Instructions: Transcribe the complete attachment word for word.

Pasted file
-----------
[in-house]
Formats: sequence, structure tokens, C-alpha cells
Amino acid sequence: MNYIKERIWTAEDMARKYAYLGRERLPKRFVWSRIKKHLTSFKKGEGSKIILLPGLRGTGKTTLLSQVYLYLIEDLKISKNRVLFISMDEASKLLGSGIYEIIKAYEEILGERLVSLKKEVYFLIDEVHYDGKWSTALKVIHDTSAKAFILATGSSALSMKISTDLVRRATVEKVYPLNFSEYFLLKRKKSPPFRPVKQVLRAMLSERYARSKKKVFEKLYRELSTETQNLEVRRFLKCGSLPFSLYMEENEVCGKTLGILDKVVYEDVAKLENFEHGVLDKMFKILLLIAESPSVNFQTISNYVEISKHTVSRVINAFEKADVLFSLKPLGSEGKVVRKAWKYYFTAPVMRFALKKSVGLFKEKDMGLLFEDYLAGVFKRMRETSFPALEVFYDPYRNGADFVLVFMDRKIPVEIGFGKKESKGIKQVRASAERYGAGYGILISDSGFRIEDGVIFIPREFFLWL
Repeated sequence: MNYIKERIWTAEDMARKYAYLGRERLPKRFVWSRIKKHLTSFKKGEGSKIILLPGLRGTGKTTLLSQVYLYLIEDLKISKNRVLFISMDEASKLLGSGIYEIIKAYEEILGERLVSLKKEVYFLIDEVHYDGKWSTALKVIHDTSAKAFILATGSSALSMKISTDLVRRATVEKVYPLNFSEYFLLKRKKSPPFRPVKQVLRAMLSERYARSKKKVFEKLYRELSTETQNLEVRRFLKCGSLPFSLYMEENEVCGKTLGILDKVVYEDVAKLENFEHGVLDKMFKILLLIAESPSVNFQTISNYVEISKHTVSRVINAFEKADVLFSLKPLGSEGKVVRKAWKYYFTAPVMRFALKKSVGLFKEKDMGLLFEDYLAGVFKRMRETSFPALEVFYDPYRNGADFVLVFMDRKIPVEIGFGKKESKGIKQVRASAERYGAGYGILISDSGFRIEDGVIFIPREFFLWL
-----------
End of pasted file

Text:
[in-house]
Formats: sequence, structure tokens, C-alpha cells
Amino acid sequence: MNYIKERIWTAEDMARKYAYLGRERLPKRFVWSRIKKHLTSFKKGEGSKIILLPGLRGTGKTTLLSQVYLYLIEDLKISKNRVLFISMDEASKLLGSGIYEIIKAYEEILGERLVSLKKEVYFLIDEVHYDGKWSTALKVIHDTSAKAFILATGSSALSMKISTDLVRRATVEKVYPLNFSEYFLLKRKKSPPFRPVKQVLRAMLSERYARSKKKVFEKLYRELSTETQNLEVRRFLKCGSLPFSLYMEENEVCGKTLGILDKVVYEDVAKLENFEHGVLDKMFKILLLIAESPSVNFQTISNYVEISKHTVSRVINAFEKADVLFSLKPLGSEGKVVRKAWKYYFTAPVMRFALKKSVGLFKEKDMGLLFEDYLAGVFKRMRETSFPALEVFYDPYRNGADFVLVFMDRKIPVEIGFGKKESKGIKQVRASAERYGAGYGILISDSGFRIEDGVIFIPREFFLWL
Repeated sequence: MNYIKERIWTAEDMARKYAYLGRERLPKRFVWSRIKKHLTSFKKGEGSKIILLPGLRGTGKTTLLSQVYLYLIEDLKISKNRVLFISMDEASKLLGSGIYEIIKAYEEILGERLVSLKKEVYFLIDEVHYDGKWSTALKVIHDTSAKAFILATGSSALSMKISTDLVRRATVEKVYPLNFSEYFLLKRKKSPPFRPVKQVLRAMLSERYARSKKKVFEKLYRELSTETQNLEVRRFLKCGSLPFSLYMEENEVCGKTLGILDKVVYEDVAKLENFEHGVLDKMFKILLLIAESPSVNFQTISNYVEISKHTVSRVINAFEKADVLFSLKPLGSEGKVVRKAWKYYFTAPVMRFALKKSVGLFKEKDMGLLFEDYLAGVFKRMRETSFPALEVFYDPYRNGADFVLVFMDRKIPVEIGFGKKESKGIKQVRASAERYGAGYGILISDSGFRIEDGVIFIPREFFLWL